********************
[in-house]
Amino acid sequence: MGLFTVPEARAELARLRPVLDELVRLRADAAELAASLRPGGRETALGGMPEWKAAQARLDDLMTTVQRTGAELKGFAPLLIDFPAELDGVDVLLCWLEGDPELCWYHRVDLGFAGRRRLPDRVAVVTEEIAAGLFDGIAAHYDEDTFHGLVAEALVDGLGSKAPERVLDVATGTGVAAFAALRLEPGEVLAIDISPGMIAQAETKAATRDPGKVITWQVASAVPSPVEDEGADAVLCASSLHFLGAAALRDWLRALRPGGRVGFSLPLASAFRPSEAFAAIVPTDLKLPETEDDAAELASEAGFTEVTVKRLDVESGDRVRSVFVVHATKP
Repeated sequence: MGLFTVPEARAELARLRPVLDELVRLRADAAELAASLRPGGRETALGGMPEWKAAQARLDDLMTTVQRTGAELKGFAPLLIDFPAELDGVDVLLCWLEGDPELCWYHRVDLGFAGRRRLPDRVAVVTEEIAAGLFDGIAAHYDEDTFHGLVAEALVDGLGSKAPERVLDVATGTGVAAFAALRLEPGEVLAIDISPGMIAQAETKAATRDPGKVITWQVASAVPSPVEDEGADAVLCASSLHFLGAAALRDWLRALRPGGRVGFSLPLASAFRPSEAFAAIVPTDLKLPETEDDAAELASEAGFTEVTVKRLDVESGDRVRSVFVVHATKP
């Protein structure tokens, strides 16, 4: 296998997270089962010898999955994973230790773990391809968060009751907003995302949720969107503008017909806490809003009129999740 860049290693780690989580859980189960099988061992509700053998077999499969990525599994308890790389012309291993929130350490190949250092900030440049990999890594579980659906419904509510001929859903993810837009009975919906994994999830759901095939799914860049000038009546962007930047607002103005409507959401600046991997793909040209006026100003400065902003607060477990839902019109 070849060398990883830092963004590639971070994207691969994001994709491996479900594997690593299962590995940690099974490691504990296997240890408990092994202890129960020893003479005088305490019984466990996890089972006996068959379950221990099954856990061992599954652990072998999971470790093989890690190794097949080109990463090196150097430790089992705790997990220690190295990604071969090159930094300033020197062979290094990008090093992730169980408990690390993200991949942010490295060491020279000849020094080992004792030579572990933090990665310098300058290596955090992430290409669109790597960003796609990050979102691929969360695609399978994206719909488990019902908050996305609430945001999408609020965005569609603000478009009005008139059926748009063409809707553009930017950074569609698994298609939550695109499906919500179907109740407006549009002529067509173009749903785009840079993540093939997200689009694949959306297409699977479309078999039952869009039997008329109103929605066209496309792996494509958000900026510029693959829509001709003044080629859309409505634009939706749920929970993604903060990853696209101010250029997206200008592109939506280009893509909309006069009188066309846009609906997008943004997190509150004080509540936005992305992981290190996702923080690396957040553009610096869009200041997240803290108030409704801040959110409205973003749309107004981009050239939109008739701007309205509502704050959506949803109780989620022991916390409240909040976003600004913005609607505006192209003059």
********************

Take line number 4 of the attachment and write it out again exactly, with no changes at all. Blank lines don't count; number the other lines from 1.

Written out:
């Protein structure tokens, strides 16, 4: 296998997270089962010898999955994973230790773990391809968060009751907003995302949720969107503008017909806490809003009129999740 860049290693780690989580859980189960099988061992509700053998077999499969990525599994308890790389012309291993929130350490190949250092900030440049990999890594579980659906419904509510001929859903993810837009009975919906994994999830759901095939799914860049000038009546962007930047607002103005409507959401600046991997793909040209006026100003400065902003607060477990839902019109 070849060398990883830092963004590639971070994207691969994001994709491996479900594997690593299962590995940690099974490691504990296997240890408990092994202890129960020893003479005088305490019984466990996890089972006996068959379950221990099954856990061992599954652990072998999971470790093989890690190794097949080109990463090196150097430790089992705790997990220690190295990604071969090159930094300033020197062979290094990008090093992730169980408990690390993200991949942010490295060491020279000849020094080992004792030579572990933090990665310098300058290596955090992430290409669109790597960003796609990050979102691929969360695609399978994206719909488990019902908050996305609430945001999408609020965005569609603000478009009005008139059926748009063409809707553009930017950074569609698994298609939550695109499906919500179907109740407006549009002529067509173009749903785009840079993540093939997200689009694949959306297409699977479309078999039952869009039997008329109103929605066209496309792996494509958000900026510029693959829509001709003044080629859309409505634009939706749920929970993604903060990853696209101010250029997206200008592109939506280009893509909309006069009188066309846009609906997008943004997190509150004080509540936005992305992981290190996702923080690396957040553009610096869009200041997240803290108030409704801040959110409205973003749309107004981009050239939109008739701007309205509502704050959506949803109780989620022991916390409240909040976003600004913005609607505006192209003059």